Beckman Program’s Renewal Offers Unique Research Chance for Undergrads

Naveed Tavakol, a third-year biomedical engineering major, is one of three current Beckman Scholars.
January 21, 2016

University of Virginia undergraduates eager to conduct research with top scientists on Grounds will continue to have the opportunity to become a Beckman Scholar.

The Arnold and Mabel Beckman Foundation has renewed for three years its commitment to UVA to fund two scholarships a year for students performing research in the hard sciences.

Each scholar works for two summers and the academic year in between, receiving $19,300 in funding, including stipends, supplies and travel. The Beckman Scholars Program at UVA began in 2010.

“Beckman Scholars may only work in the labs of 15 pre-selected mentors who were chosen primarily on the basis of research productivity with undergraduates,” said William H. Guilford, associate professor and undergraduate program director in the Department of Biomedical Engineering, associate dean for online innovations and the director of the Beckman Program at UVA.

These mentors include eight faculty members from biomedical engineering, four from chemistry and three from biology.

“They are a truly extraordinary group,” Guilford said. “The laboratories of these 15 talented mentors have generated 100 papers with 105 undergraduate coauthors since 2009, are presently home to 87 talented undergraduates and have collectively trained more than 300 undergraduate students in their labs over the past five years alone.”

The Beckmans are offered at only 12 universities across the country.

“The Beckman Scholarships are nationally coveted, and so it speaks volumes about the quality of our students and the quality of our faculty that we have been awarded our third such program,” Guilford said. “In fact, the Beckman Scholarships are the highest award bestowed at UVA for undergraduate research.”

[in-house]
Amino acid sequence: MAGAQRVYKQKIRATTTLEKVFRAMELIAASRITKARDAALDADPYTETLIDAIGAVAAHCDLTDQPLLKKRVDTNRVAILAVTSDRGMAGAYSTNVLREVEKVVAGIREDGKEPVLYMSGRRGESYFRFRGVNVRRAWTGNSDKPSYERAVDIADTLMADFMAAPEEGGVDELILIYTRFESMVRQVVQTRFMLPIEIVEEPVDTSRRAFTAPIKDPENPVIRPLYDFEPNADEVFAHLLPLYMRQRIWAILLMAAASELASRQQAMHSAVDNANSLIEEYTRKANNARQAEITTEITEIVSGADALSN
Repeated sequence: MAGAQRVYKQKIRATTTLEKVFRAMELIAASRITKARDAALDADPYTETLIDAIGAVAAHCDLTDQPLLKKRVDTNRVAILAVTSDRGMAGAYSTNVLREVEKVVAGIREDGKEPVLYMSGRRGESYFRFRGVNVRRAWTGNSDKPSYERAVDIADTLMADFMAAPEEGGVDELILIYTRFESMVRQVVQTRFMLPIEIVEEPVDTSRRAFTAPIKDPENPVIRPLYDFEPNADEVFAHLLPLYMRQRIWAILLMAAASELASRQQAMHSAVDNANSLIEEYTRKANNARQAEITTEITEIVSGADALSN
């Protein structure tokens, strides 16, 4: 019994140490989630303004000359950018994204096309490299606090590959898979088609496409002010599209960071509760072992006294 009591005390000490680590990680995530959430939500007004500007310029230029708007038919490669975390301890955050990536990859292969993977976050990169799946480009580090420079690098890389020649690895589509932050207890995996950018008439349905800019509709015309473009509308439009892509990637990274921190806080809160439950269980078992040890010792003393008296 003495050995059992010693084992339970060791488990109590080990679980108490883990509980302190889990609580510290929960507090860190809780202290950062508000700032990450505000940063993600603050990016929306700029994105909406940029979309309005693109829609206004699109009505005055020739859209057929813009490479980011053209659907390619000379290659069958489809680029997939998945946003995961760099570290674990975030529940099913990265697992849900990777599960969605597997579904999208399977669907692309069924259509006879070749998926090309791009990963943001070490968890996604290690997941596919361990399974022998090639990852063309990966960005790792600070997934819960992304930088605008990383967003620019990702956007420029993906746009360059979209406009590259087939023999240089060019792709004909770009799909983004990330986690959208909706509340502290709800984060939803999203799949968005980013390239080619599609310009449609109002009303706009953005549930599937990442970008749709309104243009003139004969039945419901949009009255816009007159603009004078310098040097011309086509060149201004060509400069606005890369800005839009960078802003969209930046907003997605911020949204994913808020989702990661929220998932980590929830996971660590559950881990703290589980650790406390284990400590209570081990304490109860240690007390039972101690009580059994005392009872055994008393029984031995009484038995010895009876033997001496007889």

The Beckman Scholarships were established by the Arnold and Mabel Beckman Foundation, which was created by the late Arnold Beckman, a chemist, inventor and entrepreneur. He invented the pH meter, the first oxygen meter, the first widely available spectrophotometer and a variety of electronics; he also created tools specifically for the Manhattan Project. In his later years, he turned to philanthropy, funding several major research centers, but ultimately focused his philanthropy on science education.

This year, in an arrangement with the Beckman Foundation, the University will require its Beckman Scholars to take a specific writing course.

“Experimental work is incomplete until new discoveries are disseminated through publication,” Guilford said. “Of equal importance, writing about one’s research forces the scientist to challenge assumptions and perform additional research. Thus writing is a necessary component of the research process, though it is seldom treated as such when mentoring undergraduates.”

The University will offer a new, three-credit course, “Applied Scientific Writing,” in collaboration with UVA’s Academic and Professional Writing Program, focusing on scientific writing, graphics and illustration. Students will bring their own data to the course, and it will guide them through the process of preparing their work for publication.

The course will be available as an elective to other undergraduates, including students in the College Science Scholars and the Neuroscience Program. This course will be sponsored by the Office of the Vice President for Research and the Office of the Executive Vice President and Provost.

There are currently three Beckman Scholars, two of whom are funded by the Beckman Foundation and one of whom has been jointly funded by the Office of the Vice President for Research and the dean’s offices of the College of Arts & Sciences and the School of Engineering and Applied Science.

Caroline Kerr, a third-year chemistry major, is trying to develop a new class of nano-scale oxygen sensors that can be directed to any tissue and may be used to picture oxygen in cancerous tumors and other tissues.

Yi-Ting Liu, a third-year neuroscience major, is researching the neurotransmitter dopamine in nerve cells and how that location is tied to the biological clock, particularly the internal rhythm of sleep and arousal.

Naveed Tavakol, third-year biomedical engineering major, is studying pericytes – cells that surround the endothelial cells that line capillaries – to understand whether pericytes can change into smooth muscle cells, and in so doing, if they contribute to the growth of new blood vessels.

Media Contact

Matt Kelly

University News Associate Office of University Communications